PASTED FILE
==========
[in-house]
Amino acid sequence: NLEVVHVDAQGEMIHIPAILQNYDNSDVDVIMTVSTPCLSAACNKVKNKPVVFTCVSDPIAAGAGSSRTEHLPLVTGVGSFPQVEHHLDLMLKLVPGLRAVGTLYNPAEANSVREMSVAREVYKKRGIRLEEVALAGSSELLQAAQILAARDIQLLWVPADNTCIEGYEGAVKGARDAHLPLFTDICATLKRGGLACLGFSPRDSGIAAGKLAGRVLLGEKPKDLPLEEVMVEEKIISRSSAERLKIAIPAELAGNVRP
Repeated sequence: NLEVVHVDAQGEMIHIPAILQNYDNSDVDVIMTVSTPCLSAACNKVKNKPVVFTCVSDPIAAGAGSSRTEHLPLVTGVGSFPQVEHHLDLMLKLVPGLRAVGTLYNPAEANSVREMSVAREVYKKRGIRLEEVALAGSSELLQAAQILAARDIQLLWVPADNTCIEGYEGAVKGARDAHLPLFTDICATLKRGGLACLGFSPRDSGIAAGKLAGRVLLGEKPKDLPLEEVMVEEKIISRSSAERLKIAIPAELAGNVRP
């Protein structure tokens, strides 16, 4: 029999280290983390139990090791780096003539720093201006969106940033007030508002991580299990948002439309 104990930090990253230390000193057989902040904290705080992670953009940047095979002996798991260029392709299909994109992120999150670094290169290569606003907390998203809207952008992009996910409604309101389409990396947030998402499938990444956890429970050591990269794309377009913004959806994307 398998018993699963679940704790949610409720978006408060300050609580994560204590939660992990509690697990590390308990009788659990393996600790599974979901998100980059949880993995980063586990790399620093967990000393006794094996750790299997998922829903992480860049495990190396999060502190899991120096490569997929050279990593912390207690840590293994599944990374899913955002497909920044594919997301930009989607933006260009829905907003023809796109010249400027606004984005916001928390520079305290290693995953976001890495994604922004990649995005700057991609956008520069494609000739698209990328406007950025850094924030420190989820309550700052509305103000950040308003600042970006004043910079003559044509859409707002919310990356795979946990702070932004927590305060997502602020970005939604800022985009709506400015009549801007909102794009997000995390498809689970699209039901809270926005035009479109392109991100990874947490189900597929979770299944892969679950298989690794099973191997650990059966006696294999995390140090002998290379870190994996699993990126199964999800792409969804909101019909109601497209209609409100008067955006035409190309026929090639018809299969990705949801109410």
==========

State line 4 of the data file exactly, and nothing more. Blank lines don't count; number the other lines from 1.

């Protein structure tokens, strides 16, 4: 029999280290983390139990090791780096003539720093201006969106940033007030508002991580299990948002439309 104990930090990253230390000193057989902040904290705080992670953009940047095979002996798991260029392709299909994109992120999150670094290169290569606003907390998203809207952008992009996910409604309101389409990396947030998402499938990444956890429970050591990269794309377009913004959806994307 398998018993699963679940704790949610409720978006408060300050609580994560204590939660992990509690697990590390308990009788659990393996600790599974979901998100980059949880993995980063586990790399620093967990000393006794094996750790299997998922829903992480860049495990190396999060502190899991120096490569997929050279990593912390207690840590293994599944990374899913955002497909920044594919997301930009989607933006260009829905907003023809796109010249400027606004984005916001928390520079305290290693995953976001890495994604922004990649995005700057991609956008520069494609000739698209990328406007950025850094924030420190989820309550700052509305103000950040308003600042970006004043910079003559044509859409707002919310990356795979946990702070932004927590305060997502602020970005939604800022985009709506400015009549801007909102794009997000995390498809689970699209039901809270926005035009479109392109991100990874947490189900597929979770299944892969679950298989690794099973191997650990059966006696294999995390140090002998290379870190994996699993990126199964999800792409969804909101019909109601497209209609409100008067955006035409190309026929090639018809299969990705949801109410």